The language of tears


The Language of Tears. It would make a good title for a book, even if I don’t want to put that kind of pressure on myself just yet. As I laid next to my cat in the loft this afternoon, I made an apathetic list of chapter titles, too (titled by tear characteristics). I thought about how, supposably, the Eskimos have hundreds of words for ‘snow.’ An elaborate vocabulary created to express something so integral to their day to day life. I’m finding that such linguistic extravagance would be useful these days. Tears of deep grief are made up of an entire assemblage of body movement (or lack of), emotion (or lack of) and moisture (or lack of). Within the never-ending combination of these elements is a difficult and extensive dictionary yet to be written. This conversation that I’m having with myself seems to trail around with me. I climb down the ladder from the loft and realize that the conversation continues outside while standing on the porch, too. This whole experience–like a secondary self–accompanies me endlessly, simultaneously a light and a shadow.

“How are you doing?” This question, surprisingly, does not bother me. More times than not, the person asking truly cares and is really wanting to know. I take a moment to survey my inner landscape, then layer it with what I’ve experienced in the minutes/hours/days/weeks leading up to that moment. Then I filter it through whatever hopes or impossibilities that I imagine might lay ahead. It’s a complicated process of distillation to answer such a simple question. And more often than not, I’m just as interested to know the answer as the person asking it. You see, I’ve been mapping my journey. I don’t know why. So that I won’t get too lost, most likely.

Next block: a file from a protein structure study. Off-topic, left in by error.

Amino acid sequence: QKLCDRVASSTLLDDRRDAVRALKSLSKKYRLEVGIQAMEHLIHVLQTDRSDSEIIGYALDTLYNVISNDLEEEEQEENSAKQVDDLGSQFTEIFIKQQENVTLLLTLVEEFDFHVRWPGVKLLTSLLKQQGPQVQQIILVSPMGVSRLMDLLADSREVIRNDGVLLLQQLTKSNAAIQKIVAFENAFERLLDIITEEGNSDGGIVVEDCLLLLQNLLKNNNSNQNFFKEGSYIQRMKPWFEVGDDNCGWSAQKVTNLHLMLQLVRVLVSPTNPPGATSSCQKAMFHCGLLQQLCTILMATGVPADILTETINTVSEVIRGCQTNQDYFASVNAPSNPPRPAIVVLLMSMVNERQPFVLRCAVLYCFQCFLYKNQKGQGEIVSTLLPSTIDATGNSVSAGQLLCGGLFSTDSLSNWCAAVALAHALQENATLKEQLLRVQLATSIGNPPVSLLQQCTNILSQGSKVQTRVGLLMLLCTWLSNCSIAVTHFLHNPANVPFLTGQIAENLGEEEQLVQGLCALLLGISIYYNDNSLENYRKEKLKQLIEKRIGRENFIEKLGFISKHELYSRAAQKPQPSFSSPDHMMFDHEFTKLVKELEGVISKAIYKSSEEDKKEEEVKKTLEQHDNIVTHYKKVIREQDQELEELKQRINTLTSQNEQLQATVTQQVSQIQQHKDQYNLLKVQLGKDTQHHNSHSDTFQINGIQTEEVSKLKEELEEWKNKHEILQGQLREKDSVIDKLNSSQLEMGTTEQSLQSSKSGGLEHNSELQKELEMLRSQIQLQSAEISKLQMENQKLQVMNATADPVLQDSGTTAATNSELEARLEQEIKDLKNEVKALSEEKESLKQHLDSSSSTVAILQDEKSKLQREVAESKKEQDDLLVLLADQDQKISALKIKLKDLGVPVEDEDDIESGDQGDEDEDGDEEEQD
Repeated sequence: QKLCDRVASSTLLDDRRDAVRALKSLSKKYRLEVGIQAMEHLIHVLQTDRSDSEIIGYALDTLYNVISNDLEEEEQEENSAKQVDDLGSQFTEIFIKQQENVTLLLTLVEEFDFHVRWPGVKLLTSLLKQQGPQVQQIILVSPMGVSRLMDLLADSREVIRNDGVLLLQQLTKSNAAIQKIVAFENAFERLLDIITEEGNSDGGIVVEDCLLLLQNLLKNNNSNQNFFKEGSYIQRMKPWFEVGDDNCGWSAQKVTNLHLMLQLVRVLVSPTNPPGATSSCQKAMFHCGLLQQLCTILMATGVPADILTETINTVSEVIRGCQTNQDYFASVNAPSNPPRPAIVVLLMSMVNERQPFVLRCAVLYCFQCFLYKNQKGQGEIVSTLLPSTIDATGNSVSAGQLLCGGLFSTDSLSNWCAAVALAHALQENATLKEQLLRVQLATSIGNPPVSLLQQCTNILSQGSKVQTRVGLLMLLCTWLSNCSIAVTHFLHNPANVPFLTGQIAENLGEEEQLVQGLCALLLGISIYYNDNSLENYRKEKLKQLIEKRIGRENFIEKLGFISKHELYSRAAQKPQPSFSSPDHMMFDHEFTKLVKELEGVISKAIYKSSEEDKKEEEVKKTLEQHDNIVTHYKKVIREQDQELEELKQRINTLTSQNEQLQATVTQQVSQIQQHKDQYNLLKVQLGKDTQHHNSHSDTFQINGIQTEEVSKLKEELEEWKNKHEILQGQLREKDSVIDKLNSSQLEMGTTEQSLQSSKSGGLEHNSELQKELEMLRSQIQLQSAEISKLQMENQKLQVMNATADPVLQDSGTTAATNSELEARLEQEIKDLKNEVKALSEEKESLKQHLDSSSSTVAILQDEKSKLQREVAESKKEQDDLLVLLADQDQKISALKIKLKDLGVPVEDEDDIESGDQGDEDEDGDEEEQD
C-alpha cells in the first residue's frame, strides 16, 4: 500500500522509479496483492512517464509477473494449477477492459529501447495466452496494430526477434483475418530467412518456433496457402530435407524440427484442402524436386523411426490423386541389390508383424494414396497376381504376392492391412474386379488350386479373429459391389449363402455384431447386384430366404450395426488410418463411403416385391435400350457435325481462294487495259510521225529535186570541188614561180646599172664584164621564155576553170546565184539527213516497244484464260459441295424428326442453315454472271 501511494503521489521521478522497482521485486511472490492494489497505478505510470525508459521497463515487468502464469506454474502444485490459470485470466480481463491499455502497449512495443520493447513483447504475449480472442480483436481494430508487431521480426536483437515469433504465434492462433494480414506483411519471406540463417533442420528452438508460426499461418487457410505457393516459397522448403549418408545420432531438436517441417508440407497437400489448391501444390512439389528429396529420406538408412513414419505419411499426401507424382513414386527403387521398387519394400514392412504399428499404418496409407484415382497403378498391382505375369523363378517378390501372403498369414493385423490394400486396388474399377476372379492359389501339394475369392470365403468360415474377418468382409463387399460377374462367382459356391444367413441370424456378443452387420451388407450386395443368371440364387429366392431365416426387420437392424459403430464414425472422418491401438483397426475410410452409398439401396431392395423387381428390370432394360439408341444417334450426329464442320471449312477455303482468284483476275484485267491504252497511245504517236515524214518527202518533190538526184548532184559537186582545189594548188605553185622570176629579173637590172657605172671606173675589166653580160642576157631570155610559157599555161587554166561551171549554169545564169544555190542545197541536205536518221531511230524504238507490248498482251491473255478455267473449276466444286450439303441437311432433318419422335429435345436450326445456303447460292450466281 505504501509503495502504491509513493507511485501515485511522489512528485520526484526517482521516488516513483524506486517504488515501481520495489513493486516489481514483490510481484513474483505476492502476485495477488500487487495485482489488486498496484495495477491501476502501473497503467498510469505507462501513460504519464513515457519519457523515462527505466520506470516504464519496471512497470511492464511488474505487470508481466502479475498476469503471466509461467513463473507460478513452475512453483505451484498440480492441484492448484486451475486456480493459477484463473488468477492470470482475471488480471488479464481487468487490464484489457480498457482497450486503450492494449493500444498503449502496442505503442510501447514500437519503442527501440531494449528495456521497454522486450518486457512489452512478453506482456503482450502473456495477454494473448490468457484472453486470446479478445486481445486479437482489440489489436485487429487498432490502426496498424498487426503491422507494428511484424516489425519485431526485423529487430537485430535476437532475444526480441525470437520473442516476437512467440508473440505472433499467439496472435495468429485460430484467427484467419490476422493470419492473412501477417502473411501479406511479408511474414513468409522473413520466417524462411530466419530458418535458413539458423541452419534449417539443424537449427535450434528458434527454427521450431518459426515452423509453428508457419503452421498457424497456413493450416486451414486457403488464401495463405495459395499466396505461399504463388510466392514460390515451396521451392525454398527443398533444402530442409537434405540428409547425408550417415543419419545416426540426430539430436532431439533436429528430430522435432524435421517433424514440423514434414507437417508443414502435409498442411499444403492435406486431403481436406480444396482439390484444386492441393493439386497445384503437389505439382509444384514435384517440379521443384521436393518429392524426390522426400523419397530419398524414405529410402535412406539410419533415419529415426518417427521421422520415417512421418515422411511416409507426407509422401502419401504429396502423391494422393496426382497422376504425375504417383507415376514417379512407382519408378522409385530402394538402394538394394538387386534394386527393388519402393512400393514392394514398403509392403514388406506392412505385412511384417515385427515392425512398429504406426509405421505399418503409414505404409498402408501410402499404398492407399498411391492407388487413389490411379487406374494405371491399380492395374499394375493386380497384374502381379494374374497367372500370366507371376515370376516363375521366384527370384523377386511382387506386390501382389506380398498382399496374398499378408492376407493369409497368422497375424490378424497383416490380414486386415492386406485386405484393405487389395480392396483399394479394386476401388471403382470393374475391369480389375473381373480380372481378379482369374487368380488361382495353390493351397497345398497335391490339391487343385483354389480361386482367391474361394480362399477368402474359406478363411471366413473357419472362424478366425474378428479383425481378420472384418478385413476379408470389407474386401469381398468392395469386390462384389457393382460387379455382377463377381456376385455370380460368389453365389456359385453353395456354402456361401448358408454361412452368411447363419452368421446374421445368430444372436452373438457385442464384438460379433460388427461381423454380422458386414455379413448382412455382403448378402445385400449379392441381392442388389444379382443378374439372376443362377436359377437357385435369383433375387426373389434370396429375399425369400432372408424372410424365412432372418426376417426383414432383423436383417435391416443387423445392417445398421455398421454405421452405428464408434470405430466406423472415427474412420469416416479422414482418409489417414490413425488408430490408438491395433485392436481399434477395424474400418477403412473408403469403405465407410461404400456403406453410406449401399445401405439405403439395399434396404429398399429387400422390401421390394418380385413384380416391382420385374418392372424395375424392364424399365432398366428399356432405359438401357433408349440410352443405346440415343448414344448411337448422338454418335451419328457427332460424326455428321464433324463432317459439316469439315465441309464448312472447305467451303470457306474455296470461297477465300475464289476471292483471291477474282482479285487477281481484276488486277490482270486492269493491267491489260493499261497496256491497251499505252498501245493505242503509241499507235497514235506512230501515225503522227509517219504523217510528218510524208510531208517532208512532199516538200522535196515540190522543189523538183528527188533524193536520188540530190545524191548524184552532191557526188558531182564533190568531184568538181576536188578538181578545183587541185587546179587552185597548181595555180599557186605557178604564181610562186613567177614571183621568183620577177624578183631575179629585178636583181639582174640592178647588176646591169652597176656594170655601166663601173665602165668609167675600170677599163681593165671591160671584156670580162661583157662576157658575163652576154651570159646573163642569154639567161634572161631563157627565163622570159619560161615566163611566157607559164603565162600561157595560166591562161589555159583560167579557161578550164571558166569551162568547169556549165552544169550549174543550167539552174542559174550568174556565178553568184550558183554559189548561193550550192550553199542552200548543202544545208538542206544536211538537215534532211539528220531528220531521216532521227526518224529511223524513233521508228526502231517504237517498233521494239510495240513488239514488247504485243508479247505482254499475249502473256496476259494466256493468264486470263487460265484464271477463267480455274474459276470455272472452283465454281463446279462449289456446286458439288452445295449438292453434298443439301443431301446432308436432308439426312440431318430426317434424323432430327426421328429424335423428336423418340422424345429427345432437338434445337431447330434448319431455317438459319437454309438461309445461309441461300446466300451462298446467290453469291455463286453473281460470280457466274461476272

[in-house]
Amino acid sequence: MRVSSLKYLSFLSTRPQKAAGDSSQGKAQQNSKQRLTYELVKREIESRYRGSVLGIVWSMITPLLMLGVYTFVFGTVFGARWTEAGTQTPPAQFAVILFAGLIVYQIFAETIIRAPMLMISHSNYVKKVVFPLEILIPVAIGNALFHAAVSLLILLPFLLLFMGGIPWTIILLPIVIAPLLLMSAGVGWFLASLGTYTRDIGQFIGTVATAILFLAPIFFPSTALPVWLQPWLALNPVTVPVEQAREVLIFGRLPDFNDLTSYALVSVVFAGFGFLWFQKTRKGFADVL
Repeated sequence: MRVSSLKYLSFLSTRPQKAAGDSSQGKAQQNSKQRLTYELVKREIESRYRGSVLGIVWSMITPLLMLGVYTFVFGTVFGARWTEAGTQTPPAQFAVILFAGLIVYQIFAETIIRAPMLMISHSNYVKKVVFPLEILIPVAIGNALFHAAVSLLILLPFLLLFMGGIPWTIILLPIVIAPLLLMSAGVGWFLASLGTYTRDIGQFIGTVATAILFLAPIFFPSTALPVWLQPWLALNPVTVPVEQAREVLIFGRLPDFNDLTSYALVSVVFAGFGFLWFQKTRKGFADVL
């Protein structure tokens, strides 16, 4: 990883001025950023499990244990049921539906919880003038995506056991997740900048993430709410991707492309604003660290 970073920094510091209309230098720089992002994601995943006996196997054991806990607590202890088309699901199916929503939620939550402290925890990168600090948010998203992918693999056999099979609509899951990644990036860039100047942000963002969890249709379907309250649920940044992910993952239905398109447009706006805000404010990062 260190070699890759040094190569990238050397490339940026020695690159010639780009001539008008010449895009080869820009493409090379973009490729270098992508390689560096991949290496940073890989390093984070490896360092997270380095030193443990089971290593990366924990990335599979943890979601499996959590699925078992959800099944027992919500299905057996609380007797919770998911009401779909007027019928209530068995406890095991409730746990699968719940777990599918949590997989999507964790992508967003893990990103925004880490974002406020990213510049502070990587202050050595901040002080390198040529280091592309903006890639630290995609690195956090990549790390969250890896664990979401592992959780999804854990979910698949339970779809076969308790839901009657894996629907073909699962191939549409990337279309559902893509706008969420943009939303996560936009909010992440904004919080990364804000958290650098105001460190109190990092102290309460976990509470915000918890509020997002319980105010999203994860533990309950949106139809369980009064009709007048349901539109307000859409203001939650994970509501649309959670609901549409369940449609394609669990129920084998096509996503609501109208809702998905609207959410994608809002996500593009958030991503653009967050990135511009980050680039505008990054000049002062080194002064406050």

Trying to memorize Carl is like trying to memorize yesterday’s sky. But I try because, over time, I am afraid he will slip away from me. My attempts at language and map-making are equally impossible. I stand at the edge of this ocean of tears and pray that I will not be left in this desert forever. How can I be existing in both places at once? And then, in another moment, I realize that I am right here, next to the pine tree brushing the horse or doing the dishes. I eat cold beans from a can. I try to remember Carl’s smile, even the shape of his teeth. A million combinations of elements create this strange existence. I take three naps. I’m still sick. I feel immense gratitude in the obvious and the least expected. The ancient Chinese had many words for the temperaments of the wind. These names for things are magical. They allow us to know a lot about the many moods our tears or the sky might take. So many combinations of elements, constantly changing. The Sami have a thousand words for ‘reindeer.’ There are nearly 800 languages spoken in India, with more than a thousand dialects beyond that.

Grief is the most complicated language I have ever known. A love language made of tears and sky, earth and snow and memory.

I love you, Carl, in every language and all landscapes. Yes, even this one.

{originally published Dec 13, 2014}

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